I think they have the same meaning: therefore.

But my teacher told me they were slightly different.

So can you help me distinguish them and how to use please?

  • 3
    As yadokari commented on another question of yours, we do not say ありがとうございます at the end of questions like this. If you want to say “thank you in advance” in Japanese in this context, the correct phrase is よろしくお願いします, again as yadokari pointed out. May 27, 2012 at 18:25
  • 3
    1. In addition to what Tsuyoshi Ito writes, actually, writing ありがとう/thanks is rude/nonsense regardless of the language because you would be presupposing in advance that you would be helped rather than asking for help. That is also why よろしくお願いします makes more sense in Japanese. 2. I would like to remove that because salutation is depreciated in this site. 3. At least, for the politeness difference, you should look that up by yourself as it is a very basic thing.
    – user458
    May 27, 2012 at 19:48
  • @TsuyoshiIto: I'm sorry, when I read the comment by Yadokari, I misunderstood it. I thought it was about how to answer my question. >.<
    – Teruko
    May 28, 2012 at 3:02
  • 1
    @sawa: Thank you for telling me.I was simply applying English/Vietnamese saying into Japanese. I will notice this and avoid repeating the mistake. Thank you for pointing it out again!
    – Teruko
    May 28, 2012 at 3:02
  • @Truc Audrey Teruko: Ah, now your response in the previous question makes sense. Thanks for the explanation. May 28, 2012 at 17:47

1 Answer 1


Let's look at some examples:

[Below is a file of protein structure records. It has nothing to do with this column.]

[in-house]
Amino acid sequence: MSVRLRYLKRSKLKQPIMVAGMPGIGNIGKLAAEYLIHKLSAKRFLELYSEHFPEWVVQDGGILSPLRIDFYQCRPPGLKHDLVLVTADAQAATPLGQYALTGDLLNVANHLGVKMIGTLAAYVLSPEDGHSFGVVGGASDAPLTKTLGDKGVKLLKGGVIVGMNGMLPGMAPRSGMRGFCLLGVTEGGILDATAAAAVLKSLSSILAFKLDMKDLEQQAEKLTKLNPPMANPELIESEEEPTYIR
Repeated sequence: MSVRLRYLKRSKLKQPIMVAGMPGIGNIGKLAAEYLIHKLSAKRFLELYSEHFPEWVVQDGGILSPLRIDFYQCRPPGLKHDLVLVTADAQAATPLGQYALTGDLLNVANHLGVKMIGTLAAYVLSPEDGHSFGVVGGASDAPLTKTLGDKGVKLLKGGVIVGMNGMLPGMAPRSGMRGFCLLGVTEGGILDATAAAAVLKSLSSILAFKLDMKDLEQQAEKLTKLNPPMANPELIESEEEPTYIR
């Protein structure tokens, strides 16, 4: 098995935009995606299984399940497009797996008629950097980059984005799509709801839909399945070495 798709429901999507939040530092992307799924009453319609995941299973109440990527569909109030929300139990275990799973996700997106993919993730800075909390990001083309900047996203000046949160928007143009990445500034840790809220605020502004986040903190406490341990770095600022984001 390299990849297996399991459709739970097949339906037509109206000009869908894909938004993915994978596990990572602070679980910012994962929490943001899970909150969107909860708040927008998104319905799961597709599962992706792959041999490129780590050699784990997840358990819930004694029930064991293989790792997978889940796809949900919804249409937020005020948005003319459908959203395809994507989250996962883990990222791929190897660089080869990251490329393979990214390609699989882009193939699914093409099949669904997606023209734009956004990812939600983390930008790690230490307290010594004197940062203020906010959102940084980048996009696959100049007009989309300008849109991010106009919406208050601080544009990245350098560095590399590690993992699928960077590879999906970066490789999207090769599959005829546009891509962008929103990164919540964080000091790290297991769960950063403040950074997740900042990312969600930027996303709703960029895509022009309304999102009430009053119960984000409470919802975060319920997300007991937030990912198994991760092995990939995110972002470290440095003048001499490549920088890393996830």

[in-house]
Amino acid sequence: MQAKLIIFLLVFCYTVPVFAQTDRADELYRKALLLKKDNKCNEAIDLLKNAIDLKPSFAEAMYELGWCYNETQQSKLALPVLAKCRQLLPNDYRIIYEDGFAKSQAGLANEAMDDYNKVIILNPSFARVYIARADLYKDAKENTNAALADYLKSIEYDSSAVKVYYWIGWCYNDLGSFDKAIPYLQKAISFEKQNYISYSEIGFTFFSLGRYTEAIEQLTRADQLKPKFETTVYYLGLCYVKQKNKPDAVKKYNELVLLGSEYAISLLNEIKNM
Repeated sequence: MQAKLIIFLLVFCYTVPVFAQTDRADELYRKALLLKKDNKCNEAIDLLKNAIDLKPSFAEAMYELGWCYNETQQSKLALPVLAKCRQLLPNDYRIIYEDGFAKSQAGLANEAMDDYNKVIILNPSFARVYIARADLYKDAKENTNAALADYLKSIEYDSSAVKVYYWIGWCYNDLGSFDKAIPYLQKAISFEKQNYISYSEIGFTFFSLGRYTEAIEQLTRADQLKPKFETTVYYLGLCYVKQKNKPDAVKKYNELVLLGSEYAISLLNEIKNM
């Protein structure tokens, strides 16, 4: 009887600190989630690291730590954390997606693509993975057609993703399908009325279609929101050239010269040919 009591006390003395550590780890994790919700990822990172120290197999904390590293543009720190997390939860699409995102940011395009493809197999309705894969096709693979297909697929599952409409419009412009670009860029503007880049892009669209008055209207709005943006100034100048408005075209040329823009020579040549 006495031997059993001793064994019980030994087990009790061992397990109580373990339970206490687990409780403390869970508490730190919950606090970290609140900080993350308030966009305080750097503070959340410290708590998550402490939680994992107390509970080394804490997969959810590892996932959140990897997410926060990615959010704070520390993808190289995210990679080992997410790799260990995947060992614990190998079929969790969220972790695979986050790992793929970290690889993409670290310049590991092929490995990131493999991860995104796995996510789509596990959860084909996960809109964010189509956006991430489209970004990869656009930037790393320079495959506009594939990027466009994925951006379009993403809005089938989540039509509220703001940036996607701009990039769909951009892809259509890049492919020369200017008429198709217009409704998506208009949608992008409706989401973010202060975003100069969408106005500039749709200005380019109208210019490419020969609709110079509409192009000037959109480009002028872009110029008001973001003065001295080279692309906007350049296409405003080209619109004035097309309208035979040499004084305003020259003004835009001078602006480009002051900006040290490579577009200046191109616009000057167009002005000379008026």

In the above post, I think you could use either だから or それで. So in some situations they are interchangeable. However, I think the underlying meaning is slightly different. When you use だから, it puts a strong emphasis on the reason why, also it has more of a tendency to be a result of personal opinion. On the other hand, それで can be thought of as "naturally forming" from the reason. Let's try to translate the above sentences which show the difference:

(だから)The reason (I think) she is popular with guys is because she is so cute.

(それで)She is so cute. That's why (it naturally follows that) she is popular with guys.

In my first translation, I emphasized The because だから puts an emphasis on the reason why. Also, I put "I think" in parentheses because だから can also imply that it is your opinion. As for それで, I put "it naturally follows that" in parentheses because it can imply that. However, I should mention that these nuances are much more subtle than how I expressed them.



In the above sentences, それで cannot be used. The reason why is because the それで cannot be used with expressions that are commands or put a strong emphasis on the reason why. So, from this, we can infer that だから has a much more broader meaning than それで. However, even though だから has a broader meaning, you may hear それで more often because in Japanese culture people tend to avoid expressions that put a strong emphasis on one's own opinion, etc. (your mileage may vary though).

As for the differences between ですから and だから, です is just a more polite form than だ. However, それで and それでは have completely different meanings. You use それでは (and the more colloquial それじゃ) for the following:

  1. Saying goodbye:


  2. Expressing a decision or opinion based usually on something previously mentioned by the person you are talking to:


  3. When beginning or ending something (like a meeting or something).


(This list is not exhaustive.)

  • What a detailed and informative answer! Thank you very much! I understand it now. I was translating a conversation. And it had some phrases like "Therefore, please come to our club".
    – Teruko
    May 28, 2012 at 3:15
  • @TrucAudreyTeruko: No problem. Also, if you think it answers your question. You should accept it. Please see: How does accepting an answer work?
    – Jesse Good
    May 28, 2012 at 3:54

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